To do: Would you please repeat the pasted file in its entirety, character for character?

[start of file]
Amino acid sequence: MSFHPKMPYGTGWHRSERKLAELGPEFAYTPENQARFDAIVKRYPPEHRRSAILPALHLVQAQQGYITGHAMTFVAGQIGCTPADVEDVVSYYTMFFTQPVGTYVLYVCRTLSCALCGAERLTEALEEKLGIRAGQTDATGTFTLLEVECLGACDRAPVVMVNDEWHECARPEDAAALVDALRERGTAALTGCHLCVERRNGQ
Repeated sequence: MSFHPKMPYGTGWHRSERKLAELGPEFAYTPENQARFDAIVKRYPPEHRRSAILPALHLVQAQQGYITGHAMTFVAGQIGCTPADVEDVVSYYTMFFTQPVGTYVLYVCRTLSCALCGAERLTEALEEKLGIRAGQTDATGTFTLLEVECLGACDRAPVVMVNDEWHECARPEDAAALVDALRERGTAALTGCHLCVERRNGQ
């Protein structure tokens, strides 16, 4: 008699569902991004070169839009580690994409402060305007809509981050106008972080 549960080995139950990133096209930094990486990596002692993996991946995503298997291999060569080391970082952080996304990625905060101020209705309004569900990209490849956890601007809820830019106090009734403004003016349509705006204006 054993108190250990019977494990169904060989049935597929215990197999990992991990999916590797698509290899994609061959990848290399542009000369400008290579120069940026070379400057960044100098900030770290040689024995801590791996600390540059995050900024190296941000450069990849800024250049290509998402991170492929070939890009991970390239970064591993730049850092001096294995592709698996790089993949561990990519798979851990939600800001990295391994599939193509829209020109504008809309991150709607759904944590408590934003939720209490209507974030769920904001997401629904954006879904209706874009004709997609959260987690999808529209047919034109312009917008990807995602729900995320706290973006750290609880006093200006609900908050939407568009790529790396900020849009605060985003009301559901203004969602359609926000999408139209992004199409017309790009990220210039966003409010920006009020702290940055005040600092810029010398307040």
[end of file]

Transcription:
Amino acid sequence: MSFHPKMPYGTGWHRSERKLAELGPEFAYTPENQARFDAIVKRYPPEHRRSAILPALHLVQAQQGYITGHAMTFVAGQIGCTPADVEDVVSYYTMFFTQPVGTYVLYVCRTLSCALCGAERLTEALEEKLGIRAGQTDATGTFTLLEVECLGACDRAPVVMVNDEWHECARPEDAAALVDALRERGTAALTGCHLCVERRNGQ
Repeated sequence: MSFHPKMPYGTGWHRSERKLAELGPEFAYTPENQARFDAIVKRYPPEHRRSAILPALHLVQAQQGYITGHAMTFVAGQIGCTPADVEDVVSYYTMFFTQPVGTYVLYVCRTLSCALCGAERLTEALEEKLGIRAGQTDATGTFTLLEVECLGACDRAPVVMVNDEWHECARPEDAAALVDALRERGTAALTGCHLCVERRNGQ
């Protein structure tokens, strides 16, 4: 008699569902991004070169839009580690994409402060305007809509981050106008972080 549960080995139950990133096209930094990486990596002692993996991946995503298997291999060569080391970082952080996304990625905060101020209705309004569900990209490849956890601007809820830019106090009734403004003016349509705006204006 054993108190250990019977494990169904060989049935597929215990197999990992991990999916590797698509290899994609061959990848290399542009000369400008290579120069940026070379400057960044100098900030770290040689024995801590791996600390540059995050900024190296941000450069990849800024250049290509998402991170492929070939890009991970390239970064591993730049850092001096294995592709698996790089993949561990990519798979851990939600800001990295391994599939193509829209020109504008809309991150709607759904944590408590934003939720209490209507974030769920904001997401629904954006879904209706874009004709997609959260987690999808529209047919034109312009917008990807995602729900995320706290973006750290609880006093200006609900908050939407568009790529790396900020849009605060985003009301559901203004969602359609926000999408139209992004199409017309790009990220210039966003409010920006009020702290940055005040600092810029010398307040």